As the recovery begins, albeit fitfully, where can we expect growth in jobs, incomes and, most importantly, middle class opportunities? In the US there are two emerging “new” economies, one largely promoted by the Administration and the other more grounded in longer-term market and demographic forces. read more »
Current attitudes aren't too kind to the old American way of doing business. In our globalized economy, the most enthusiastically touted approaches are those adopted by centralized, state-dominated economies such as China, Brazil and Russia as well as--somewhat less oppressively--those of the major E.U. states.
Yet the U.S. may well be constructing the best sustainable business model for the 21st Century. It is an approach built on the country's greatest enduring strength--an innovative business culture driven increasingly by a diverse pool of immigrants. read more »
2010 has been something of an annus mirabilis in Australian politics. On 24 June a prime minister was dumped before facing the voters a second time. This was the first time ever for such an early exit. Then the election on 22 August produced a “hung parliament”, an outcome not seen since the 1940s. Having fallen short of enough seats to form government, the major parties are scrambling for the support of four independents and one Green in the House of Representatives. read more »
As the economy stalls, analysts are worrying that the United States might repeat the experience of Japan’s “lost decade” (actually, two lost decades). Is America turning Japanese? We should be more worried about the prospect that America is turning British.
The United Kingdom went from creating the first industrial economy and establishing a global empire to lagging Italy by the 1970s. The neoliberal reforms of Thatcher and Blair, intended to modernize the economy, merely replaced a rotting manufacturing economy with an unstable rentier economy centered in the City of London. With a zombie economy characterized by industrial wastelands, off-limits aristocratic landholdings, tourist kitsch and a financial sector that choked on its own excesses, Tony Blair’s “Cool Britannia” looks more like “Ghoul Britannia.” read more »
Paul Krugman got it right. But it should not have taken a Nobel Laureate to note that the emperor's nakedness with respect to the connection between the housing bubble and more restrictive land use regulation. read more »
China's ascension to the world's second-largest economy, surpassing Japan, has led to predictions that it will inevitably snatch the No. 1 spot from the United States. Nomura Securities envisions China surpassing the U.S.' total GDP in little more than a decade. And economist Robert Fogel predicts that by 2050 China's economy will account for 40% of the world's GDP, with the U.S.' share shrinking to a measly 14%.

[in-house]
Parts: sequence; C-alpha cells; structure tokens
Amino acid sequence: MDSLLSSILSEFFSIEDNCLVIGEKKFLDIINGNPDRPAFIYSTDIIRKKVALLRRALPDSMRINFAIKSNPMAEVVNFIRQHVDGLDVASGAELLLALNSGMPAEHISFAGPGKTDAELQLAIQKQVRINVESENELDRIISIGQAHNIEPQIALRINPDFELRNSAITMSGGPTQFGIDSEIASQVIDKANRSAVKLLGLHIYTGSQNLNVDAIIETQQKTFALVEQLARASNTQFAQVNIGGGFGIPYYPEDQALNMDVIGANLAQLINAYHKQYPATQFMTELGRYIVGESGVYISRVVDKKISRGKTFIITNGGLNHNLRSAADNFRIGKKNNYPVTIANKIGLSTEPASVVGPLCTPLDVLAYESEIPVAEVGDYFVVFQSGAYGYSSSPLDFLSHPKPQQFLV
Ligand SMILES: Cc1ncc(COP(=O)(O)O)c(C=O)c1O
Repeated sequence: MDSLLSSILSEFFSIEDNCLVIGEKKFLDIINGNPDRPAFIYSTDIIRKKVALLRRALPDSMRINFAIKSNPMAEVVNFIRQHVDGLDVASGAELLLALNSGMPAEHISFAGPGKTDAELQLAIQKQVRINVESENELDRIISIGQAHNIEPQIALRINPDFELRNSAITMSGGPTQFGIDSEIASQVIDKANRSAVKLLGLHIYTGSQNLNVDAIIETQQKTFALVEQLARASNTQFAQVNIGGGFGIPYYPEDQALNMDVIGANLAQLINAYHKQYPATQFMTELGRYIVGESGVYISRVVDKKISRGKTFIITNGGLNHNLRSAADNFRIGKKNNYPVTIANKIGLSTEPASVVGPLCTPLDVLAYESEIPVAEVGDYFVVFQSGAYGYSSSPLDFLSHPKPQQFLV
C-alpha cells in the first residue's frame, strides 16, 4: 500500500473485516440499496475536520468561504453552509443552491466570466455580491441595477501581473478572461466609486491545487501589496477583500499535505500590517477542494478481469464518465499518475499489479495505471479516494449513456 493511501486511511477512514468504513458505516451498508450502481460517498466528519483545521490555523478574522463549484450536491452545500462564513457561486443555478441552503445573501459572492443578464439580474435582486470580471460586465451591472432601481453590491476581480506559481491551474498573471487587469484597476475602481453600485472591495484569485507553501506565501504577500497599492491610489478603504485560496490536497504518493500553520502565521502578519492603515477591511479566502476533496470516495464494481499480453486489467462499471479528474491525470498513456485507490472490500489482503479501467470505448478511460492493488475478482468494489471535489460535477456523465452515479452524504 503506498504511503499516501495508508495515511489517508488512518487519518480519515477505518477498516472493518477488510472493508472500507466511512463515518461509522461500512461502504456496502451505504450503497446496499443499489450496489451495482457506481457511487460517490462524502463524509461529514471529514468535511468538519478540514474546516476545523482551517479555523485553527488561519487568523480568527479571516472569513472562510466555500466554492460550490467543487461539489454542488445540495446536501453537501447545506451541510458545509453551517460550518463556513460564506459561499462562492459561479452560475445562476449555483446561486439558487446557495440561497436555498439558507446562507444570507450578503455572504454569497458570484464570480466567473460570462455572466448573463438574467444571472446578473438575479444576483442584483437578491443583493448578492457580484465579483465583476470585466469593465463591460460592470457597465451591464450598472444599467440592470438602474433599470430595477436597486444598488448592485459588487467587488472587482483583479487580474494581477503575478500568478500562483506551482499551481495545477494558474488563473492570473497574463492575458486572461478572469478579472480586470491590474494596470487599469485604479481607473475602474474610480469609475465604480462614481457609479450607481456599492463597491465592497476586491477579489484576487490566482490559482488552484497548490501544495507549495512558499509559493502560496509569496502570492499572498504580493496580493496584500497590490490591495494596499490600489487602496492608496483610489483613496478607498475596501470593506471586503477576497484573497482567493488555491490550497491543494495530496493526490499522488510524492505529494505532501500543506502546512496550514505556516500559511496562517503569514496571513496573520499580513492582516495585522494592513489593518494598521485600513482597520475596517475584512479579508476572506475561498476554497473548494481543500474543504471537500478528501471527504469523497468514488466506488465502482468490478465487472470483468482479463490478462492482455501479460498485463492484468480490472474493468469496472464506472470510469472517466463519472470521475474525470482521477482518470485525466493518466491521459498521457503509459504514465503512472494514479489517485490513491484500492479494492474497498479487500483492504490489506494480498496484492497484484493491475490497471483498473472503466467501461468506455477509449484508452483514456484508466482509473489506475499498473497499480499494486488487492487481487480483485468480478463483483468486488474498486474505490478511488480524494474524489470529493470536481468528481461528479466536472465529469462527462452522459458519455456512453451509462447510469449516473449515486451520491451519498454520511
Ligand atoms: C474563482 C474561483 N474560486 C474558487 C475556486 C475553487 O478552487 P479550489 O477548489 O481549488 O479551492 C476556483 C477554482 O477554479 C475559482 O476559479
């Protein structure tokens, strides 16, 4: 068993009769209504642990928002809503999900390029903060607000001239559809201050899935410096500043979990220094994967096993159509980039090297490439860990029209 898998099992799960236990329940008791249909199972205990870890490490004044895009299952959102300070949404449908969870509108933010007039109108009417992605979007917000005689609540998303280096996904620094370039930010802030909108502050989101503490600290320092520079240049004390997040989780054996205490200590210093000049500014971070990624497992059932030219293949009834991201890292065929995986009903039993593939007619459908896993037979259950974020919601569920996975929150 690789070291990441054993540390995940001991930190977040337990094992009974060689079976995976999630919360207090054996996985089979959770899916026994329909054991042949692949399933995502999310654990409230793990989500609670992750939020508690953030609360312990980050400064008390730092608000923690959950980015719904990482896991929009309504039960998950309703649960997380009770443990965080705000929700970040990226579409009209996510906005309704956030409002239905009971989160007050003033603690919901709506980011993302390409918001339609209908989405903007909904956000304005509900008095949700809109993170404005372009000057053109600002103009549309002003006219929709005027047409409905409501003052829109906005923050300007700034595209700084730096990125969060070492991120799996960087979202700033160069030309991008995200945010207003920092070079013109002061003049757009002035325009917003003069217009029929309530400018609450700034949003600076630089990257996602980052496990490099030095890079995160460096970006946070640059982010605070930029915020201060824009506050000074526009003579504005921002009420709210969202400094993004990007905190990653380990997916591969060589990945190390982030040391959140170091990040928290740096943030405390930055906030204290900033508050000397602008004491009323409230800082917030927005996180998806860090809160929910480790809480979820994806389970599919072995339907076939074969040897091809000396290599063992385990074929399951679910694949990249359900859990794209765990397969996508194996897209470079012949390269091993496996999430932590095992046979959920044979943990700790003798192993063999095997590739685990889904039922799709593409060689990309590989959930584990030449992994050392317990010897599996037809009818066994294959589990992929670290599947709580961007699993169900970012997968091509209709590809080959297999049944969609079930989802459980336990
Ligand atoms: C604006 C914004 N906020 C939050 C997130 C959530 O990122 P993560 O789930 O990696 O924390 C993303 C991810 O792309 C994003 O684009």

Americans indeed should worry about the prospect of slipping status, but the idée fixe about China's inevitable hegemony--like Japan's two decades ago--could prove greatly exaggerated. Countries generally do not experience hyper-growth--the starting point for many predictions--for long. Eventually costs rise, internal pressures grow and natural limitations brake and can even throw the economy into reverse. read more »
Every week we read that yet another major housing project has been turned down by the Courts here in New Zealand because of the need to protect "rural character" or "natural landscapes". This may well have profound short and long-term consequences for the future of our middle class, as it does for the same class in countries around the advanced world.
Every week a multitude of smaller developers abandon their projects because Councils’ compliance costs and development contributions make the projects unviable – even if the land were free. And it’s not. read more »
The 1990s proved to be quite a nice decade indeed for most of America's largest cities. It was an era of general prosperity in all of America to be sure, but in contrast to previous decades, the turnaround also extended from the suburbs to many of the nation's biggest cities, notably New York, Chicago, Miami, San Francisco and San Jose. The notion – popular in the 70s and 80s – associating cities with a sour and fatalistic sense of decline and dysfunction, or even anarchy, in the 90s finally began to evaporate. read more »
The human world is fast becoming an urban world -- and according to many, the faster that happens and the bigger the cities get, the better off we all will be. The old suburban model, with families enjoying their own space in detached houses, is increasingly behind us; we're heading toward heavier reliance on public transit, greater density, and far less personal space. read more »
Californians value cool. I’m not sure how this came to be. It might be the weather. It might be the entertainment industry. Whatever the reason, Californians don’t get excited. Better to go with flow than to get excited. Things will be ok. Concerned about the economy? Stay cool Dude. It’ll come back. Always has. Always will. Relax.
It’s not cool to get excited, or heaven forbid, panic. Californians are not quick to react to problems, so confident that eventually the problem will just go away. read more »